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The Middle Passage

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by Chris Henrikson

My ancestors came to me

Between the seams of Sweatlodge dreams

With a request for healing

Hearts muffled & torn by dead silence born

From horrors too big to face

Seeking grace on sacred ground

Paved with false promises


My ancestors came to me

To claim responsibility

For the rape and enslavement of millions

Of one, your son

Who was once elder, chief, healer

Of a tribe that knew nature and beauty

Like the river knows tears

My ancestors’ fears fed flames

That consumed original names & songs

Turned ancient healing rites to wrongs

Harnessed hell for profits that today

Build prisons to contain the same shame

Under different names:

Bloods, Crips, Surenos, Nortenos

Hatred fueled by wounds

That live in unmarked tombs

Watery graves between home and here

There are days when we are all slaves to fear

Smoking, drinking, fucking

To forget the dead and dying

Flying bombs far beyond backyards

Where bullets trace scars in night skies

Ripped wide by cries for help


How can one explain a baby

Sold like crack cocaine

As blood rains from her mother’s womb?


My ancestors came to me

With that blood on their hands

And the blood of every man-child

Murdered in drive-bys by living lies

Too high to heal

Running the streets between destiny & deceit

Every village burned

Every girl turned out by broken boys

Once token toys tossed aside

By uncles drunk on Night Train

Still staggering into children’s bedrooms

Mimicking slave masters orchestrating disasters

For future generations to deny


My ancestors came to me

With tears in their eyes

And taught me a song

That belongs to you & you & you

And maybe someday

Me too.



by Taylor Code

I am he who has been given life

By way of death

The moment the Middle Passage opened

Over blood warm water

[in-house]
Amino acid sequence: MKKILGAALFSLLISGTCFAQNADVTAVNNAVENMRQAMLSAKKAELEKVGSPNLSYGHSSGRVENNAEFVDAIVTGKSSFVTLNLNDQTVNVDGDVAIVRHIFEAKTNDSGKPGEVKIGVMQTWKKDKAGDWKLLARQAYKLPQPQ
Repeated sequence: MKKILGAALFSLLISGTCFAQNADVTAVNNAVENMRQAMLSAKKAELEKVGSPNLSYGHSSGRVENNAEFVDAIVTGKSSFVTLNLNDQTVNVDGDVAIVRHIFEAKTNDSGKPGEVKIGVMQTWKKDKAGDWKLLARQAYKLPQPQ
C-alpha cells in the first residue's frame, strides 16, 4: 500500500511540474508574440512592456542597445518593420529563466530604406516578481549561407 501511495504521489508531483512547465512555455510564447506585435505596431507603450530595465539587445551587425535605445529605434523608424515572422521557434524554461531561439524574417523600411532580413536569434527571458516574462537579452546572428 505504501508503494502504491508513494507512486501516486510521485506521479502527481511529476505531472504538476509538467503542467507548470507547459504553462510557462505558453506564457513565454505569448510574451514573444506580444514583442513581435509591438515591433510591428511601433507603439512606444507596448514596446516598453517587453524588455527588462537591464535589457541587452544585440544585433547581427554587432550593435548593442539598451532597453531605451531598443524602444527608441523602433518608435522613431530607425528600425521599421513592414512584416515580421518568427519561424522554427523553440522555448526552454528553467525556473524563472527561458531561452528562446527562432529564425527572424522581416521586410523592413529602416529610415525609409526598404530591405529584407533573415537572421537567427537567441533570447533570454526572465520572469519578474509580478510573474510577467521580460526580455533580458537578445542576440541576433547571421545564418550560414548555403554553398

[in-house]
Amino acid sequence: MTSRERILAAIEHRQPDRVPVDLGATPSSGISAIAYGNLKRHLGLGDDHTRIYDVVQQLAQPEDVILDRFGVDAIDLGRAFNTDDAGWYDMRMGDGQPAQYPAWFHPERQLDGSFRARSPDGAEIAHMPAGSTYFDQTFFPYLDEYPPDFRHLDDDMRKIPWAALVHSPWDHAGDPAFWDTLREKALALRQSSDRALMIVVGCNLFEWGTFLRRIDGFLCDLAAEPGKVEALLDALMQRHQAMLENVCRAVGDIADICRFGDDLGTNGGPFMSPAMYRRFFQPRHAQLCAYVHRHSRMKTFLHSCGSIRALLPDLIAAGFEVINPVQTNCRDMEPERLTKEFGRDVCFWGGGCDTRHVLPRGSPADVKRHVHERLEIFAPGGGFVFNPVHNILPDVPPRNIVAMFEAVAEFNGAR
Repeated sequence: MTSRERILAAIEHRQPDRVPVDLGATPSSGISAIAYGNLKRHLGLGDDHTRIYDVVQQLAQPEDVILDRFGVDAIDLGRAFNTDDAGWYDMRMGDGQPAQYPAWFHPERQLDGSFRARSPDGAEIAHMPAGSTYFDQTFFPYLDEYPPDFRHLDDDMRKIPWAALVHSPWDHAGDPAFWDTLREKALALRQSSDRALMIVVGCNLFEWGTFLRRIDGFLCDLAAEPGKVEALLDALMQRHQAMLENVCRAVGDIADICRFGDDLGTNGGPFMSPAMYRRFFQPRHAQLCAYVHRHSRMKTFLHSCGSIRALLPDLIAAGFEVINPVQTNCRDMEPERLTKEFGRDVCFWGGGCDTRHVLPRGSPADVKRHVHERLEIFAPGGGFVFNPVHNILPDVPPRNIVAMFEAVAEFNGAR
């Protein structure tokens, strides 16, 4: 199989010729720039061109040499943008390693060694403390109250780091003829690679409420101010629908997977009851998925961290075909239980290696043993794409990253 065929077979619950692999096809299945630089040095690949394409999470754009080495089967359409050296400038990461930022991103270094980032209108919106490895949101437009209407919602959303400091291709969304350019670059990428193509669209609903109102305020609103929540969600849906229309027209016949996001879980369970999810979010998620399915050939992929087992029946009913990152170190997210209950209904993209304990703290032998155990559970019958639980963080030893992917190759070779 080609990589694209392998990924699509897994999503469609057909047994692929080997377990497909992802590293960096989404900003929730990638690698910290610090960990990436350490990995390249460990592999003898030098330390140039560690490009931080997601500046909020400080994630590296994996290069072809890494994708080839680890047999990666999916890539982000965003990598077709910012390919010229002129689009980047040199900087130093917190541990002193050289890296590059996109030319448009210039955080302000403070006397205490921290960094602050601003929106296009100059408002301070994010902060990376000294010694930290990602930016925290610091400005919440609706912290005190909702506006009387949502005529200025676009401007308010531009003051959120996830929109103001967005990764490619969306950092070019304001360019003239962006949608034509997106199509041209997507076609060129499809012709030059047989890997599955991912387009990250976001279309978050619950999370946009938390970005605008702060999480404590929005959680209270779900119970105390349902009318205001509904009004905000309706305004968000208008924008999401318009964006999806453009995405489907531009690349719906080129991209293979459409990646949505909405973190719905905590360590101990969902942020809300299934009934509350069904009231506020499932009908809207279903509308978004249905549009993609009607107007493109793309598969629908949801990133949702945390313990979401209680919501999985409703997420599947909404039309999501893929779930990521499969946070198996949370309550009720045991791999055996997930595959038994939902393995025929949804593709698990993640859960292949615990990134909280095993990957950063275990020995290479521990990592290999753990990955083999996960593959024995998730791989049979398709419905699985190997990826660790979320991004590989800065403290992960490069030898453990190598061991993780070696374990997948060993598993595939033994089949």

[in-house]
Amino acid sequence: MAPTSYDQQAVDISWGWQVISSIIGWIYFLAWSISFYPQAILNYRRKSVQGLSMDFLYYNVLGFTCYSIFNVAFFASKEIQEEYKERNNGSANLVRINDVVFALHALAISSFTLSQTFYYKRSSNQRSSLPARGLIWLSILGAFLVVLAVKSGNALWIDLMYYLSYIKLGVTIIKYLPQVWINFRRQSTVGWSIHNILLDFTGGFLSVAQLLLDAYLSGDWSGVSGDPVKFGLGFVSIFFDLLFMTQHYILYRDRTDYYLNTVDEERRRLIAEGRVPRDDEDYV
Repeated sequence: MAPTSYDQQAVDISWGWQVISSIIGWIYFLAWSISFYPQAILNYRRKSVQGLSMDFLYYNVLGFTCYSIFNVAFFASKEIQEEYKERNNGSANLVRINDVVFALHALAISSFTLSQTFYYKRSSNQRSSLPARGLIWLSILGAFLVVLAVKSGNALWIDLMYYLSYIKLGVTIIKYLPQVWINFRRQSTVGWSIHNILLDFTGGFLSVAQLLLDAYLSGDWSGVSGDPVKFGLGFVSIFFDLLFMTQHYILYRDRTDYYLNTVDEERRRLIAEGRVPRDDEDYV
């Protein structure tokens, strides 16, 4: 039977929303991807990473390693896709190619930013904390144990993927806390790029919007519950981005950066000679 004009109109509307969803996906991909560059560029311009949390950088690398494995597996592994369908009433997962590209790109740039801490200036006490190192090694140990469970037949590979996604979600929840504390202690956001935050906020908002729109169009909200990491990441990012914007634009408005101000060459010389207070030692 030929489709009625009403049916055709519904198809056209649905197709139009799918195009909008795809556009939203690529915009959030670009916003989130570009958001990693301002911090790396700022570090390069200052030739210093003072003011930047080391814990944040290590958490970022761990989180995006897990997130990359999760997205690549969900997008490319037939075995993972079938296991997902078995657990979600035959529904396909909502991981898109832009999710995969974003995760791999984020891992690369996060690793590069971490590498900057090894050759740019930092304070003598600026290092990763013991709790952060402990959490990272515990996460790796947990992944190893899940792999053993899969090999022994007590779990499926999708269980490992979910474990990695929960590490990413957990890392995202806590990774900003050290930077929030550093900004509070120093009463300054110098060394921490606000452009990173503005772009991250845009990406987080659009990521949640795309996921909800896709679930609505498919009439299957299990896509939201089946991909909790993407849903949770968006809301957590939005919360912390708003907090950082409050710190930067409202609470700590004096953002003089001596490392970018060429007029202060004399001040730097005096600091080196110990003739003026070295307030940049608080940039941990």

Into a hurricane of pain

I set sail

Stripped of my name

Through the battle of Gettysburg

And beyond the bus boycotts of the South


My soul ship-wrecked on the shores of Los Angeles

When people stopped fighting with fists

And started shooting to kill

The most undesirable parts of themselves

And since I looked like so many of them

Seven bullets have found their home

In my plantation-branded flesh


I am he who has been given life

By way of death

Through the stress of a broken home

Dad a slave to opium dreams

Mom arguing with voices she can’t see

Sisters giving birth to babies of their own

Death and me have been tight

Since I was three


I am he who has been given life 

By way of death

Fear buried in

a tear-stained pillow

My peers said I’m too square 

To be cool

So books became my enemies

And the streets became school


I’ve been the fool who trades gold

For materials that depreciate with time

The hustler who hustles himself

Slangin’ quarters for a dime


I am he who has been given life

By way of death

As I remember to appreciate

The gift of my next breath

About the Author: Chris Henrikson & Taylor Code

Founder and Executive Director of Street Poets Inc., Chris Henrikson has over 20 years of experience teaching poetry and mentoring highly at-risk youth and young adults within and around the Los Angeles County educational and juvenile justice systems. Originally from Boston, Chris is a graduate of Duke University (B.A. English) and the American Film Institute (M.F.A. Screenwriting). He worked as an arts journalist in New York City and later as a screenwriter in Hollywood before a volunteer teaching stint in a Los Angeles County juvenile detention camp in 1995 inspired him to create Street Poets. Chris has served as a keynote speaker and on numerous conference panels exploring youth rites of passage, arts-based intervention strategies, multicultural community-building and alternatives to incarceration. Over the past decade, his efforts to initiate young people into lives full of meaning, passion and purpose have led him into the study and practice of the indigenous healing traditions of Africa and the Americas.

Taylor Code first connected with Street Poets almost 20 years ago as a 16-year-old participant in their writing workshop at an LA County juvenile detention camp. Today, Taylor serves as a teaching artist, restorative justice advocate, and proud father of four beautiful children. An accomplished poet and rapper, Taylor is a founding member of Street Poets’ spoken-word performance group, and has shared his redemptive story and creative work at criminal justice conferences, high schools and concert venues throughout the state of California and beyond. An expert in the field of gang intervention & recovery, Taylor has served as a speaker, panelist and presenter at numerous conferences, webinars and retreats. He currently attends Pasadena College, while teaching and advocating for more restorative rehabilitative practices within the criminal justice system. He also sits on the member board of the Anti-Recidivism Coalition.

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